Trains, taxis, transport network vehicle service, shuttle services and point-to-point buses will be allowed to operate with limited passenger capacity starting tomorrow. Jeepneys are still not allowed to ferry commuters.
The STAR/Edd Gumban, file
Transport sector workers seek subsidies to address reduced capacity under GCQ
Franco Luna (Philstar.com) - May 31, 2020 - 12:02pm

MANILA, Philippines — A coalition of transport sector workers and advocates on Saturday expressed concern over the Inter-Agency Task Force for the Management of Emerging and Infectious Diseases' decision to limit the number of buses and jeepneys available when  Metro Manila shifts to the more relaxed general community quarantine on Monday. 

Both the transportation department and the IATF-EID have said they will impose a reduced vehicle supply and reduced passenger loads. 

Jeepneys will still not be allowed to ferry commuters once general community quarantine is hoisted on Monday. 

LIFE AFTER LOCKDOWN: Limited operations for land transport as more Filipinos hit the road

In a statement issued Saturday night, the Move as One Coalition highlighted that the massive dropo in the seating capacity of public utility vehicles caused by physical distancing measures would leave transport workers vulnerable to substantial losses and even joblessness with public transport operators potentially shutting down because of unprofitable operations. 

This comes after Transportation Secretary Arthur Tugade at the president’s public address on Thursday night urged commuters not to “expect 100% operations,” saying: "While the mandate of the DOTr is to provide transportation, mobility and convenience, it is now also vested with the responsibility to help in preventing the spread of the coronavirus."

"Don't expect that train operation will be 100%. We have to balance our mandate to curb the spread of the virus. Therefore, the capacity will also be limited, gradual, and calculated," he added. 

Service contracting 

The coalition in its statement reiterated its proposal of service contracting for public transportation where the government pays the operators and drivers a per kilometer fee to run the routes, which the group said would "ensure a just transition for transport industry workers."

“This policy will protect the families of millions of transport workers who are now at the brink of starvation, especially those who did not receive the promised aid. Many of them are begging on the road just for food,” Ernie Cruz, president of the National Confederation of Transport Workers Union (NCTU), in a mix of English and Filipino. 

For his part, Miles Reyes, vice president of the Pagkakaisa ng Manggagawa sa Transportasyon said: “Serving the public under those conditions, with reduced incomes and increased risks of infection, may be too much to ask of the transport sector. Many of them may opt not to run or may not earn enough income to survive."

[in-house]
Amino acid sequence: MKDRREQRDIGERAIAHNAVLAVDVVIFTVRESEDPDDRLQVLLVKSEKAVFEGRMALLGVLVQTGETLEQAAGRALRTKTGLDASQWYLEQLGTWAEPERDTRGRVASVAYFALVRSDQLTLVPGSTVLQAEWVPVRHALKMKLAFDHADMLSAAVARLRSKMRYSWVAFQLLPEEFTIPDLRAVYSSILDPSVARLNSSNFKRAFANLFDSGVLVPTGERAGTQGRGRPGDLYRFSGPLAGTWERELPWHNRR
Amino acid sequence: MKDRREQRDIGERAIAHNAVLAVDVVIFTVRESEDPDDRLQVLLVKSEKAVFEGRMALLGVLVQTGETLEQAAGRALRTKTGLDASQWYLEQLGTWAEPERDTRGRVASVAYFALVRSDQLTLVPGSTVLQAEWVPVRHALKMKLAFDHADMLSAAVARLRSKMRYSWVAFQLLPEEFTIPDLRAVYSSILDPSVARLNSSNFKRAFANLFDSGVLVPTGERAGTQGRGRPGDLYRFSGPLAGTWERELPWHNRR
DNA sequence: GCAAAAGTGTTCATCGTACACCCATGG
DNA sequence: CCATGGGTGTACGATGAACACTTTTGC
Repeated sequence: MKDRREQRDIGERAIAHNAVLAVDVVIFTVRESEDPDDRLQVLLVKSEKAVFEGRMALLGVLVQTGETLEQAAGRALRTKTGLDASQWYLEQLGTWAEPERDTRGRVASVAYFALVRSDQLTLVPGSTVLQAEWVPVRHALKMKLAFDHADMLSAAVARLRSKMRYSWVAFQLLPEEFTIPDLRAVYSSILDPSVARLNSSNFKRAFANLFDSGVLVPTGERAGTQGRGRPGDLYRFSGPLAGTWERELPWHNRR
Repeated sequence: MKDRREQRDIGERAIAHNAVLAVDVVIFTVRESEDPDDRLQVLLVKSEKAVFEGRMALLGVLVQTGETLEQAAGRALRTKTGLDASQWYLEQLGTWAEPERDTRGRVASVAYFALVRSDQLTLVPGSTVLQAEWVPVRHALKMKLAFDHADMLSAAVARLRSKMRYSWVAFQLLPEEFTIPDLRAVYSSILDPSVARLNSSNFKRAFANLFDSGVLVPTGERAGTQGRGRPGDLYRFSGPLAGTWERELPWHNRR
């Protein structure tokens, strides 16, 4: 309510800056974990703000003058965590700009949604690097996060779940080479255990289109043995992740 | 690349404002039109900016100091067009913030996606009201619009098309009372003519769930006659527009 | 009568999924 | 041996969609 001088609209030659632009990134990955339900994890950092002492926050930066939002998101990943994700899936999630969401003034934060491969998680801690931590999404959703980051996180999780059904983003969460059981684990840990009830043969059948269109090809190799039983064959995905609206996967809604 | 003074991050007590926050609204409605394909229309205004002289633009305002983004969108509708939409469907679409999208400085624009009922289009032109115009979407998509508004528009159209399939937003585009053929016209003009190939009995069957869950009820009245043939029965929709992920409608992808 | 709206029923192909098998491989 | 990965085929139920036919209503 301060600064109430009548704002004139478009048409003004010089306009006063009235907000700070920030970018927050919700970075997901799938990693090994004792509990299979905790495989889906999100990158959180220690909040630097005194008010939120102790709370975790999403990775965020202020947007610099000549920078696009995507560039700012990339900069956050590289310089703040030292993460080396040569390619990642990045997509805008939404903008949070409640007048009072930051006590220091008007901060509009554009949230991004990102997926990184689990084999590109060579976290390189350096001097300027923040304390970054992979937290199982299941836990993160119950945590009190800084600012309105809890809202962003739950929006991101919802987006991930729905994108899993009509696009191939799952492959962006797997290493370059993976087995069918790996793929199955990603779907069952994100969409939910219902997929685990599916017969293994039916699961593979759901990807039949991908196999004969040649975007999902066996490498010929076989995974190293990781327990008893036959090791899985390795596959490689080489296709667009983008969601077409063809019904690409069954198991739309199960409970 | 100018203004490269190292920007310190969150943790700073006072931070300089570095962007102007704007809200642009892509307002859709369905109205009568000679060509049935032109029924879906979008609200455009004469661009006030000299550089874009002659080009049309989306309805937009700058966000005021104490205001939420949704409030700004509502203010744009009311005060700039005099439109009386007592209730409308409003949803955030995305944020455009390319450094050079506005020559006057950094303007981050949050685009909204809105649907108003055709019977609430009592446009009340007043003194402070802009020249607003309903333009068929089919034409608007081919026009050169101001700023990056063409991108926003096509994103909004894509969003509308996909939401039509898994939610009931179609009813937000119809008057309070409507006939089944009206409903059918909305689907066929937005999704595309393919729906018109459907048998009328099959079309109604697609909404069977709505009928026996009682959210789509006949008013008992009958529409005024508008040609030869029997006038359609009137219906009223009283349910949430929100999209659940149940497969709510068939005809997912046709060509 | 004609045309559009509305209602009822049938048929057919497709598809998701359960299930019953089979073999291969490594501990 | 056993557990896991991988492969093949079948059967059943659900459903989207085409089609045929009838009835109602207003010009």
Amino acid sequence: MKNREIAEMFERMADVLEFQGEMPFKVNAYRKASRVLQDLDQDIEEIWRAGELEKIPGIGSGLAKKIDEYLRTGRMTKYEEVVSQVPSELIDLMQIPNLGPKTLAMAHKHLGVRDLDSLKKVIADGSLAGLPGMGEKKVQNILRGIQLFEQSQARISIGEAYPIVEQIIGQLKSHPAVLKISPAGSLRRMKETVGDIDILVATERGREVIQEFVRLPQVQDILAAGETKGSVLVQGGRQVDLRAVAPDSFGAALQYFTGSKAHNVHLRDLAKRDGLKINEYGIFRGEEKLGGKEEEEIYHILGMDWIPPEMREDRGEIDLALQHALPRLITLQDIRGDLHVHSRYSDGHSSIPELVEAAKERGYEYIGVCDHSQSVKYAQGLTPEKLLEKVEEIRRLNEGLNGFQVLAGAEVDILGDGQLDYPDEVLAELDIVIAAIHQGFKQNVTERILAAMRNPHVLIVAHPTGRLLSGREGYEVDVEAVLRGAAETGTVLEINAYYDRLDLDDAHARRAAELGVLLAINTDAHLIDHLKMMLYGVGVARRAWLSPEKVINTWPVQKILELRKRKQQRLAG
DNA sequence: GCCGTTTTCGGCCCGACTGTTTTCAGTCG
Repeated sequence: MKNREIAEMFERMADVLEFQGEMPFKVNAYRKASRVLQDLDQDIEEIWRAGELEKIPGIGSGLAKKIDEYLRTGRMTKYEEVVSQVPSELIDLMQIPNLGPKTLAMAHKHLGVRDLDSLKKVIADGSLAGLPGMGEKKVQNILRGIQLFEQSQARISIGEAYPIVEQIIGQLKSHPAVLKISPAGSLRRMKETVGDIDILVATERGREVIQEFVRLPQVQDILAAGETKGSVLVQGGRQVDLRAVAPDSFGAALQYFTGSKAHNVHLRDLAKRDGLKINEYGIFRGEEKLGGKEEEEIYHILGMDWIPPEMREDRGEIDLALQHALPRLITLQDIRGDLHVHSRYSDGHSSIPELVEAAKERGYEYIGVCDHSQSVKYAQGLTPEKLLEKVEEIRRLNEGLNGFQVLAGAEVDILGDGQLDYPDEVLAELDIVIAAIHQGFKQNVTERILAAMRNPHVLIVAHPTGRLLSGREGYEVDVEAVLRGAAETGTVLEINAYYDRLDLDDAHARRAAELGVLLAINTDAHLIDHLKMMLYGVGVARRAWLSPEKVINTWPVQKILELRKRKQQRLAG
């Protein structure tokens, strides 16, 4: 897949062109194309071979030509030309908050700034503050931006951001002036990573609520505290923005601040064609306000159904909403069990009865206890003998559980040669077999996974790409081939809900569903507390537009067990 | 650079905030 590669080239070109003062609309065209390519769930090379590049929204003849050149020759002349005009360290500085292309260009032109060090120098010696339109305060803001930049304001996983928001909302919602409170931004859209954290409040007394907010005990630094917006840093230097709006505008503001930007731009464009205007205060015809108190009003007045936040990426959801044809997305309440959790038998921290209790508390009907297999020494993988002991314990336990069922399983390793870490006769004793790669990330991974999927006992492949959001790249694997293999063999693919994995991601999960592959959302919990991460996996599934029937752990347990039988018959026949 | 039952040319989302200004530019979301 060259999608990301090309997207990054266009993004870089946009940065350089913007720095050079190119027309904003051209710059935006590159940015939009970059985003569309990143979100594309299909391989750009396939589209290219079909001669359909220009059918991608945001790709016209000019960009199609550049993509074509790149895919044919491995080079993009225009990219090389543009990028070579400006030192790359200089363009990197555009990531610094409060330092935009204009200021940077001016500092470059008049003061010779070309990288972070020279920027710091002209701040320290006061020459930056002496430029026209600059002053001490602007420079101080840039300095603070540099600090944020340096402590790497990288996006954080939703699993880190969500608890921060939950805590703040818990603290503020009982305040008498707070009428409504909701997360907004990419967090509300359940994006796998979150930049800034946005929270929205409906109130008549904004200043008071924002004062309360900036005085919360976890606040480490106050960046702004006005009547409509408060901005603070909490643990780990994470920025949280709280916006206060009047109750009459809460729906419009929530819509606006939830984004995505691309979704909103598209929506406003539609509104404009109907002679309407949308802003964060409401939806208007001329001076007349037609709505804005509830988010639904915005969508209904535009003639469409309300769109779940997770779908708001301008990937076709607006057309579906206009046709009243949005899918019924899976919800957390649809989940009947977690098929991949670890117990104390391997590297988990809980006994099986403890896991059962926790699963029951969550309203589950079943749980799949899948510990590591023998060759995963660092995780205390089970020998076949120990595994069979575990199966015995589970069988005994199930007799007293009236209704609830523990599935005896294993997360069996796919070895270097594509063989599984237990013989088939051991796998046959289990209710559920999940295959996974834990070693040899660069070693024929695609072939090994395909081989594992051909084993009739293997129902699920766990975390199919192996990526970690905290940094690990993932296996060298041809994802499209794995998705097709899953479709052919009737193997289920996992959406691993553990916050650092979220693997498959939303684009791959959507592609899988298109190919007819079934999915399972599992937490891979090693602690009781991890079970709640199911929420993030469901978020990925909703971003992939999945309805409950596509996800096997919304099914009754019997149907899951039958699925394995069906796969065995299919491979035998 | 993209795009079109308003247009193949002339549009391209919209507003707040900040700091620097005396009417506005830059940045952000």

The coalition in the past few weeks has long been lobbying for transportation subsidies as part of a P110-billion transportation bailout that includes government spending on “active transport infrastructures,” including “wider sidewalks, dedicated bike lanes, urban tree shades and safe walkable streets" among others. 

Move as One added that such a system would alleviate the pitfalls of the current “boundary system” where the income of operators and drivers, who were generally forced to be self-sufficient pre-coronavirus, depends solely on the number of passengers they have.

'Workers need to get to their jobs'

In a separate statement the Transportation Science Society of the Philippines tagged the idea as a "process that is bound to be controversial, whilst needing the mobilization of a performance audit and monitoring unit in a government agency." 

"This model will need more data and institutional capacity not available in the transition," they added. 

But according to the coalition, the financial burden falls on the transport sector and "forces operators and drivers to absorb losses" if the boundary system is still in place under the coming GCQ.

Citing a figure from the Japan International Cooperation Agency, Move as One said that the investment would protect the jobs of the 88 percent of households who do not have cars and commute to work.

“Workers need to get to their jobs. Employers need their workers. The economy will suffer another blow if businesses can’t restart because their workers can’t get to the office, or the factory or if their workers get sick,” Move as One said. 

“Public transportation must remain an essential public service centered on advancing the welfare of commuters while ensuring the safety and livelihood security of our transport workers, laborers, and cooperatives. This should be our priority in the transition towards a more inclusive public transportation system,” they said. 

DEPARTMENT OF TRANSPORTATION MASS TRANSPORTATION CRISIS
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